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275647 Posts in 27717 Topics by 4283 Members Latest Member: - otto Most online today: 87 - most online ever: 429 (November 03, 2007, 04:35:43 AM)
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Author Topic: Streamlining combat  (Read 2027 times)
Jason Morningstar
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« on: November 14, 2005, 07:23:37 AM »

I finally got to play in one of those much-praised one hour Luke demos.  Thanks, dude!  It was fun and very informative.  I learned a lot from watching you - not just about the game, but also about how to run a good demo. 

In terms of running BW, I saw you being selective about which rules to employ, and I want to clarify this, because I think it is my major problem.  I've heard over and over not to home-rule BW, not to try to tweak the system, and I can appreciate how finely balanced it is.  So I've been trying to play it as written. 

Luke, you omitted position tests, stance changes, and other stuff that speeded up the demo.  I need to know if this was just an expedient so you could get it done in an hour while giving people a taste, or whether this is acceptable and won't break the system in the long term.  How much can you just drop, and what do you absolutely need to retain?  I'm wondering if there is a playable middle ground between a bloody versus test and the whole nine yards. 

Thanks again,

Jason
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Luke
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« Reply #1 on: November 14, 2005, 11:09:11 AM »

Jason,
I utterly believe in the beauty of full bloom Burning Wheel. But I also understand that it takes folks a couple of tries to get accustomed to the rules. Therefore, in the demos, I walk people through the rules step by step. The most important element is the move vs move of scripting, so we focus on that until everyone is satisfied. In some demos, players pick up right away and want to start pushing the system. Then we introduce FoRKs, help, stances and positioning. We use them as needed, until they are understood. Eventually, they're second nature to everyone at the table and can be used as desired.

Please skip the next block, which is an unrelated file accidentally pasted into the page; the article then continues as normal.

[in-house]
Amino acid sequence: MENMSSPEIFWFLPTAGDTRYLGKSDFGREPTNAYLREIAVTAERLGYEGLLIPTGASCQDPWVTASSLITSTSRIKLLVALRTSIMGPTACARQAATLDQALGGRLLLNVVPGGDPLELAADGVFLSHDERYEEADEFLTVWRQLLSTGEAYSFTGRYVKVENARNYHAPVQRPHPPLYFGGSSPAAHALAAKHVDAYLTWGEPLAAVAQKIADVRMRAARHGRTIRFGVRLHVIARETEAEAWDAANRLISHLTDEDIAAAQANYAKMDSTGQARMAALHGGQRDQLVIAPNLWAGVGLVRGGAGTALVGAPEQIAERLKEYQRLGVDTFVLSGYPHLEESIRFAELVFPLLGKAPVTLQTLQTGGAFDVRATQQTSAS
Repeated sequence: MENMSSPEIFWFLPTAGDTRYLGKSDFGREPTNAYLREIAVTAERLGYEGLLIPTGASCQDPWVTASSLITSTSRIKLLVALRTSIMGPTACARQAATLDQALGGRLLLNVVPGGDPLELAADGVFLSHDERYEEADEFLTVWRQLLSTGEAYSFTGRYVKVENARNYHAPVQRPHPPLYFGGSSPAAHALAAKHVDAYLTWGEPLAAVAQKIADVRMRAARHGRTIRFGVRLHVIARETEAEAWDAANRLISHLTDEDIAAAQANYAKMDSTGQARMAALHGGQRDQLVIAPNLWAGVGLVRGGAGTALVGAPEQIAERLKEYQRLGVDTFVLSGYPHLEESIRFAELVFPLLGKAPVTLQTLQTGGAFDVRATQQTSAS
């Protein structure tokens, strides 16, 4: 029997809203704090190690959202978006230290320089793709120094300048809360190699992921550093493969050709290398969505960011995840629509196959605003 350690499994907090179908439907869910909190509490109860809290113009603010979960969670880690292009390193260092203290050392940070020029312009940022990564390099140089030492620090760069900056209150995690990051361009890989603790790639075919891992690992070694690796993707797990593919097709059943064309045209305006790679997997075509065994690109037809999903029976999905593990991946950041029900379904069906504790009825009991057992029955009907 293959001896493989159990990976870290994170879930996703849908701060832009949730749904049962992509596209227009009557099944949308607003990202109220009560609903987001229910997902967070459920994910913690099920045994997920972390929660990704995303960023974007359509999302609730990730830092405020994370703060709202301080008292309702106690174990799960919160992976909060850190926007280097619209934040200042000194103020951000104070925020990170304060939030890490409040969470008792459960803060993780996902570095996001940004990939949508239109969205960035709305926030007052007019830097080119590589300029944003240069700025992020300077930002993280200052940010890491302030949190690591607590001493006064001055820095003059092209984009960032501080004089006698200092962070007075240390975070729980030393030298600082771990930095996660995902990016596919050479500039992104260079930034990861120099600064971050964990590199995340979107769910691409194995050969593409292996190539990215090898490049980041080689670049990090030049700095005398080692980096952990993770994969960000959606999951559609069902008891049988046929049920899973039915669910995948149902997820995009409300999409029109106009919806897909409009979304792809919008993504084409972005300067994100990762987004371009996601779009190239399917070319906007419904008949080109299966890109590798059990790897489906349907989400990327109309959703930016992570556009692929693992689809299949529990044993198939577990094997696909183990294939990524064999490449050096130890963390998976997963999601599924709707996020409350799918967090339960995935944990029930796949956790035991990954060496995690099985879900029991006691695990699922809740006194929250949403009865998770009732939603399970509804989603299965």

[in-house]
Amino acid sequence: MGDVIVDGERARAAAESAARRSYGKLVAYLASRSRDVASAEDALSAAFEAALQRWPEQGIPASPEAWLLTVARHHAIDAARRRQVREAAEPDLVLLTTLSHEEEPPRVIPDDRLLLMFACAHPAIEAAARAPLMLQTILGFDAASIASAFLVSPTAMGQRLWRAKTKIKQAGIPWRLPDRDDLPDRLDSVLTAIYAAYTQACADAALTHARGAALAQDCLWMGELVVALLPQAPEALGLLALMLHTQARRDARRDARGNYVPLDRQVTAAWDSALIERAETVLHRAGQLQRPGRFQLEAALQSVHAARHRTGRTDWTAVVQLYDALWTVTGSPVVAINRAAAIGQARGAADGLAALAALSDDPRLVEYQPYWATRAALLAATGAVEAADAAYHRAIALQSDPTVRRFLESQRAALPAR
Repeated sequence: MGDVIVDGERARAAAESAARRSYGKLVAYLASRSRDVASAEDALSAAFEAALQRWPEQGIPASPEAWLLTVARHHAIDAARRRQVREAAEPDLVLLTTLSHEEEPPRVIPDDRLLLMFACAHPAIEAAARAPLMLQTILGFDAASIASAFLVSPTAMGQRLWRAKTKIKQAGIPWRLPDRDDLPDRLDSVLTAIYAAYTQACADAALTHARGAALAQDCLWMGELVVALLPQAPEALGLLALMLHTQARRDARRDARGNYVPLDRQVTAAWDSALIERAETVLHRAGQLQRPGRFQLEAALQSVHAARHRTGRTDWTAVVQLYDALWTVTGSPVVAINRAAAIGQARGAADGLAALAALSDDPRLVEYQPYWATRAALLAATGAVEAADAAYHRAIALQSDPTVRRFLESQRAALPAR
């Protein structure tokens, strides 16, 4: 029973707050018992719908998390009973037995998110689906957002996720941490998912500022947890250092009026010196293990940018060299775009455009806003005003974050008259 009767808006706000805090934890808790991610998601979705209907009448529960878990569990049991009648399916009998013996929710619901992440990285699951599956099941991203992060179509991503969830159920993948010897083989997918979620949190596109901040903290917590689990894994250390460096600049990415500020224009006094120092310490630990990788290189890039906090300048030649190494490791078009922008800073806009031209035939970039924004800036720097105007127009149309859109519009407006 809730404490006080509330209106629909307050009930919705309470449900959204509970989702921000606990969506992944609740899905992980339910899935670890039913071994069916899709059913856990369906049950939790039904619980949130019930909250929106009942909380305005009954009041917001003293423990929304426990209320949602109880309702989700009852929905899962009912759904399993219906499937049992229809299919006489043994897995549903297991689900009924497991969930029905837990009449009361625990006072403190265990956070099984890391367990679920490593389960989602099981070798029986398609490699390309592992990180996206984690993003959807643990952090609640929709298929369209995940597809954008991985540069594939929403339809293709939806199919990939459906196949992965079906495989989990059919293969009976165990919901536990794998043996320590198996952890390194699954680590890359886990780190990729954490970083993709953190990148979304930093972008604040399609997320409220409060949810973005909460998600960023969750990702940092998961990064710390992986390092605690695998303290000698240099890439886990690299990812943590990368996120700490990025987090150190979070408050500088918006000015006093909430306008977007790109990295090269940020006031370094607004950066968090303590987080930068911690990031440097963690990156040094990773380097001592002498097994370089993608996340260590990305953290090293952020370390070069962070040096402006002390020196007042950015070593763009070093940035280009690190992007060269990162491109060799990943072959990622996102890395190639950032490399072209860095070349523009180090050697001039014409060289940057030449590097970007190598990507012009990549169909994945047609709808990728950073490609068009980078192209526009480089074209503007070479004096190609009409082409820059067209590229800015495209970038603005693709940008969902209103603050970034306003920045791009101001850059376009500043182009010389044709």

Walking folks step by step through the learning process isn't house-ruling. It's just demonstrating the options one at a time.

-L
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Jason Morningstar
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« Reply #2 on: November 14, 2005, 11:15:04 AM »

OK, gotcha. 

Talking with one of my players at lunch, he capably demonstrated the folly of, say, leaving out positioning tests.  So we're on the same page.  I just need to suck it up and become comfortable with the system.

--J
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Luke
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« Reply #3 on: November 14, 2005, 12:23:36 PM »

Sure, but don't feel like you have to dive in whole hog. Just take it element by element and you'll be fine.

-L
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Halzebier